Sanders calls Eugene Scalia's Labor Dept. confirmation 'obscene'

Sanders calls Eugene Scalia's Labor Dept. confirmation 'obscene'
© Greg Nash

Democratic presidential hopeful Sen. Bernie SandersBernie SandersPoll: Sanders leads Biden by 9 points in Iowa Poll: Biden leads in Iowa ahead of caucuses The Memo: Impeachment dominates final Iowa sprint MORE (I-Vt.) blasted Eugene ScaliaEugene ScaliaThe Hill's Morning Report - Report of Bolton tell-all manuscript roils Trump defense Trump administration makes it harder for franchise employees to sue over wages Webb: My tribe is American MORE on Thursday after he was confirmed by the Senate to lead the Department of Labor, calling his nomination "obscene."

Sanders noted in a tweet that Scalia, the son of the late Supreme Court Justice Antonin Scalia, previously worked in legal and lobbying roles on behalf of major companies such as Facebook and investment bank Goldman Sachs before he was tapped to join the Trump administration.

"As a corporate lawyer and lobbyist, Eugene Scalia made millions working for Chevron, Goldman Sachs, Facebook and other huge corporations, helping them undermine health and safety regulations," Sanders tweeted.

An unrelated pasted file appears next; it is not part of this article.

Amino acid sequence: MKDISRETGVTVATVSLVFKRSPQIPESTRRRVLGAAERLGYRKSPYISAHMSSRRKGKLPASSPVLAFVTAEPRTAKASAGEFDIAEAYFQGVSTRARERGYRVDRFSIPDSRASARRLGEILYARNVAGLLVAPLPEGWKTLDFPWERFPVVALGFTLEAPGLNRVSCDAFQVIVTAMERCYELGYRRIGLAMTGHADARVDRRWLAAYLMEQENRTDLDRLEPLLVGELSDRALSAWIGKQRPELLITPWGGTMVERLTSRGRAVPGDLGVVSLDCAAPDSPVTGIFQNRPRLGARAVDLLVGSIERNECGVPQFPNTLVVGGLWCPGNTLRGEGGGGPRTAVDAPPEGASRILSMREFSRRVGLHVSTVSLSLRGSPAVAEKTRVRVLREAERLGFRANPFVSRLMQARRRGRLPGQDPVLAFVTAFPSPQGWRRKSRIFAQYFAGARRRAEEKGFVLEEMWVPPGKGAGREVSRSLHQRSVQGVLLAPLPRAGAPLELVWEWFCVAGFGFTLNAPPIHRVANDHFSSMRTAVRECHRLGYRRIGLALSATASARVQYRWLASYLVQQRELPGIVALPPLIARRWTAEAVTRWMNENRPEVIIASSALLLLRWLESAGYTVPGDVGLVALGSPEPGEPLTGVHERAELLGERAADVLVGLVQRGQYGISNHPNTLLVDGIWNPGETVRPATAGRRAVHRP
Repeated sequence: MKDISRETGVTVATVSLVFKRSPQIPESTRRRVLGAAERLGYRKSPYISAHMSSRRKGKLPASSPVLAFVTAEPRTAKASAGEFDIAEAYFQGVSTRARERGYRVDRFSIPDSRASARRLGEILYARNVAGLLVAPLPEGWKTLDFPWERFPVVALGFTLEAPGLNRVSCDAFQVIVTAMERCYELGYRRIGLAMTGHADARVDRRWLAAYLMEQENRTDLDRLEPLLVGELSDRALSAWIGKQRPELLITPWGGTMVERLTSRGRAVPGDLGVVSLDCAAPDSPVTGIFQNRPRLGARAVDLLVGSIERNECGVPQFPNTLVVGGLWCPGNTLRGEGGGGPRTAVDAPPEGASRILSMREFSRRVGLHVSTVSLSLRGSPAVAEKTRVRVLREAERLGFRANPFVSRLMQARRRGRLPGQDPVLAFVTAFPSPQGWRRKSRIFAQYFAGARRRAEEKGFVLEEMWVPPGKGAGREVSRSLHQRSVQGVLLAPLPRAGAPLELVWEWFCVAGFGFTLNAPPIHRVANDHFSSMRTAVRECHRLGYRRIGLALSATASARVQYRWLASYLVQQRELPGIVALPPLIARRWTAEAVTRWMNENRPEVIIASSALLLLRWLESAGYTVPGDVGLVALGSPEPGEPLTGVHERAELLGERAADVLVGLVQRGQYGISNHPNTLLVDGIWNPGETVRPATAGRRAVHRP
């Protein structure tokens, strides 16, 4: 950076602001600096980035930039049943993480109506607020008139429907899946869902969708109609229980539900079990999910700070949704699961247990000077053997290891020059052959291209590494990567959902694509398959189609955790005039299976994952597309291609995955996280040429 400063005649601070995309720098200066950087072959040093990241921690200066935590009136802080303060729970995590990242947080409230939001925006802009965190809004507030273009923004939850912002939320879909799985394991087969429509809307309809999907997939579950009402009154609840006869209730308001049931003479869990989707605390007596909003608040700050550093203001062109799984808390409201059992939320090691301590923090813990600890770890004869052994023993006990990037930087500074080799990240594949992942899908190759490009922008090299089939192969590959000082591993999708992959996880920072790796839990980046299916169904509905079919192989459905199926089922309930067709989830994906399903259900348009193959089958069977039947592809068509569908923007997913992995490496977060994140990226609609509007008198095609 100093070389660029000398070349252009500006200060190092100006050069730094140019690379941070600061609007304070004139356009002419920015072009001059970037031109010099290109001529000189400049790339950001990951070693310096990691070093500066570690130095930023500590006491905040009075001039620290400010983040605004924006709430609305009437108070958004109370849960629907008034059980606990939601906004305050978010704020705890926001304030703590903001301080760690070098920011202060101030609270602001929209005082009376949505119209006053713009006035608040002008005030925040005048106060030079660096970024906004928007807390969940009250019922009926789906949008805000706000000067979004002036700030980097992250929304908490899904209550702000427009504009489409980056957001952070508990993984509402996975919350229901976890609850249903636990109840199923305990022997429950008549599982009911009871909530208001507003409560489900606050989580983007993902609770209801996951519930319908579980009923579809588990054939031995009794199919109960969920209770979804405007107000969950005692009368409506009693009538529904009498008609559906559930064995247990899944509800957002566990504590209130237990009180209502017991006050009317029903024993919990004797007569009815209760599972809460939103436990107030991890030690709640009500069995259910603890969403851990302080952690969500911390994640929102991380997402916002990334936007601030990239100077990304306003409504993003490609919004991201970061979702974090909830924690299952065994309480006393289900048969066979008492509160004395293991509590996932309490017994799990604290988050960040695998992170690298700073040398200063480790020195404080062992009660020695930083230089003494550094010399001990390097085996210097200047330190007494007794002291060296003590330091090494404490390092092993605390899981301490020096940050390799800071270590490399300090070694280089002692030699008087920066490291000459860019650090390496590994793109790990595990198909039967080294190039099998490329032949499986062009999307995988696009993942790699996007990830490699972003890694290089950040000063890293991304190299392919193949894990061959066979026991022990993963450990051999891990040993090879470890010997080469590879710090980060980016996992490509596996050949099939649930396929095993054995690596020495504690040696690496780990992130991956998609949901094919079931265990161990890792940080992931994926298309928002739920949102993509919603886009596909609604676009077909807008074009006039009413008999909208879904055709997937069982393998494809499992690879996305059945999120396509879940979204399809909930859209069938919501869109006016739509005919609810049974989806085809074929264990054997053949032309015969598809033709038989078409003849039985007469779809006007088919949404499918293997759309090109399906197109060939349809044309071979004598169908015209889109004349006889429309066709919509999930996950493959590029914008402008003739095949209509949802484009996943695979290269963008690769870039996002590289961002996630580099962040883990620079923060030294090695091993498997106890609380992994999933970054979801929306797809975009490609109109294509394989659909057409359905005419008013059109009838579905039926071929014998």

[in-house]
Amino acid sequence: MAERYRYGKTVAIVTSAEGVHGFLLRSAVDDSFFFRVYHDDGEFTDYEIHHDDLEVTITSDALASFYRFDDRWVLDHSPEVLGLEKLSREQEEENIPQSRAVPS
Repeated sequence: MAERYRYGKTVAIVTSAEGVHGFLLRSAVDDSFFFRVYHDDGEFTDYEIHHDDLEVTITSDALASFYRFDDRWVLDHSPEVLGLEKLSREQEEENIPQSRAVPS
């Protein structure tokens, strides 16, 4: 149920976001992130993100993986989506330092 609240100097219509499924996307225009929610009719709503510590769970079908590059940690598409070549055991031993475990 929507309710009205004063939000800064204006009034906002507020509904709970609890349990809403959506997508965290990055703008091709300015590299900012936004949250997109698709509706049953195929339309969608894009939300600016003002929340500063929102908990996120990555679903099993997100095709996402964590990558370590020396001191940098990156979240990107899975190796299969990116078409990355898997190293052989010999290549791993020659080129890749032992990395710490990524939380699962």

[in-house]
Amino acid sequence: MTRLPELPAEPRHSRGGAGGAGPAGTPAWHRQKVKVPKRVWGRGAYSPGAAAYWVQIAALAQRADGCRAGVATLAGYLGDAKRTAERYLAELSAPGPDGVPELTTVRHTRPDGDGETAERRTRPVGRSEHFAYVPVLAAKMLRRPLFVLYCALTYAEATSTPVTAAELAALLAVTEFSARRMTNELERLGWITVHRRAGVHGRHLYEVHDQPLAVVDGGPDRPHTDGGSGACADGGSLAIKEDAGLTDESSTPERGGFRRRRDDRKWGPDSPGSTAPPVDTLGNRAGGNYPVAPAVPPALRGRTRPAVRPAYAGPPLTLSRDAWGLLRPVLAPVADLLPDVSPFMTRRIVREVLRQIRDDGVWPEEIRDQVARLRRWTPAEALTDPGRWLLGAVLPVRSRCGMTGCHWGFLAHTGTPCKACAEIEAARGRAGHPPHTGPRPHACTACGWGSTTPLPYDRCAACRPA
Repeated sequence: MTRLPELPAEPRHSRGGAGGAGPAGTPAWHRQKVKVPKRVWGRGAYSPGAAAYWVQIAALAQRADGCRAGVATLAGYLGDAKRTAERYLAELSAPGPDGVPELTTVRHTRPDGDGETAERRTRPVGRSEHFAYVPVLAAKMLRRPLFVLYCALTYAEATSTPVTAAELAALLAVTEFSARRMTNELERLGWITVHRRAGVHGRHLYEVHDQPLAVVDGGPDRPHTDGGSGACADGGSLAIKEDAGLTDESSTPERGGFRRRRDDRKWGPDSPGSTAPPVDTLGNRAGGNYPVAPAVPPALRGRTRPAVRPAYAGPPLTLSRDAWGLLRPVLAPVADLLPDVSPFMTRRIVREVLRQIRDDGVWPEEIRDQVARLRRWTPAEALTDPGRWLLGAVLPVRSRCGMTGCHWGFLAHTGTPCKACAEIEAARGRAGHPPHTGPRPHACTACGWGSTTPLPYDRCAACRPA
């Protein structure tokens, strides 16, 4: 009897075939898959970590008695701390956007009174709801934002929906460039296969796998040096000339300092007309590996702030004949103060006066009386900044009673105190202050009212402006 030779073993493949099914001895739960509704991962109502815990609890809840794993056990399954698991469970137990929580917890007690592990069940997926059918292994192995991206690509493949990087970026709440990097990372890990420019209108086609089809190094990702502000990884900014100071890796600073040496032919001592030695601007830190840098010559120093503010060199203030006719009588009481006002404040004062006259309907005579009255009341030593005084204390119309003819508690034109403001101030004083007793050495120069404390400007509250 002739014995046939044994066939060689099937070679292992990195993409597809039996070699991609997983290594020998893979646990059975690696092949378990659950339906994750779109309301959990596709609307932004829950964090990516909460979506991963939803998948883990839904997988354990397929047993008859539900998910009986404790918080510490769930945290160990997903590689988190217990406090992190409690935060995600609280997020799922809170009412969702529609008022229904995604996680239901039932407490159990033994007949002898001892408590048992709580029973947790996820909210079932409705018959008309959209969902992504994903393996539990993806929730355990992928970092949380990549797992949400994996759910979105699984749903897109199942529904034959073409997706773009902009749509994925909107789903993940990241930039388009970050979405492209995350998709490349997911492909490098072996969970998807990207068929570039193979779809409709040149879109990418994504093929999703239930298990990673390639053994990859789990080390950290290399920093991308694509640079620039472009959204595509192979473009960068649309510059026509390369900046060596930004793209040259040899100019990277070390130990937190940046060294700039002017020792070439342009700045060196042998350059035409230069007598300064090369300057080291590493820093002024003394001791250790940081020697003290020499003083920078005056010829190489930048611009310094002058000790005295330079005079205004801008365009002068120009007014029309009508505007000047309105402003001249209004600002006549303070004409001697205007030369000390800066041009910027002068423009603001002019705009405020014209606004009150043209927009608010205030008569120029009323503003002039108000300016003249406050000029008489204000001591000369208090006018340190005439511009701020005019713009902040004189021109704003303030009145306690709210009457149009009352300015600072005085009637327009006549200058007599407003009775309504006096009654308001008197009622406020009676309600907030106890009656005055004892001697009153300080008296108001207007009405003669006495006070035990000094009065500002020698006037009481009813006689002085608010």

"So naturally he's Trump's pick to lead the Labor Department. Obscene," he added. 

The Senate voted earlier Thursday to confirm Scalia to replace former Labor Secretary Alexander AcostaAlex Alexander AcostaFlorida sheriff ends work release program criticized over Jeffery Epstein The Hill's Morning Report — Presented by National Association of Manufacturers — Whistleblower complaint roils Washington On The Money: Senate confirms Scalia as Labor chief | Bill with B in wall funding advanced over Democrats' objections | Lawyers reach deal to delay enforcement of NY tax return subpoena MORE, who left the department amid questions over his role in a 2008 plea deal for disgraced financier and accused sex trafficker Jeffrey Epstein.

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The vote was 53-44 and along party lines, with Sanders among three senators who did not vote Thursday, the others being fellow Democratic presidential candidates Sens. Elizabeth WarrenElizabeth Ann WarrenPoll: Sanders leads Biden by 9 points in Iowa Poll: Biden leads in Iowa ahead of caucuses The Memo: Impeachment dominates final Iowa sprint MORE (D-Mass.) and Cory BookerCory Anthony BookerSenate Dems to Pompeo: Comments about NPR reporter 'insulting and contemptuous' Black caucus in Nevada: 'Notion that Biden has all of black vote is not true' The Hill's 12:30 Report: House managers to begin opening arguments on day two MORE (D-N.J.).

Sanders was on the campaign trail during the vote. A spokesperson noted his vote against Scalia would not have changed the outcome of the nominee's confirmation in the GOP-led Senate. The aide noted that Sanders previously voted by proxy against Scalia in committee.

During a confirmation hearing last week, Democrats raised questions about Scalia's positions on LGBT and disability rights. The Senate Health, Education, Labor and Pensions Committee approved Scalia for Labor chief earlier this week, sending his nomination to the full Senate.

A Labor Department spokesperson said the department could not comment on Sanders's tweet Thursday.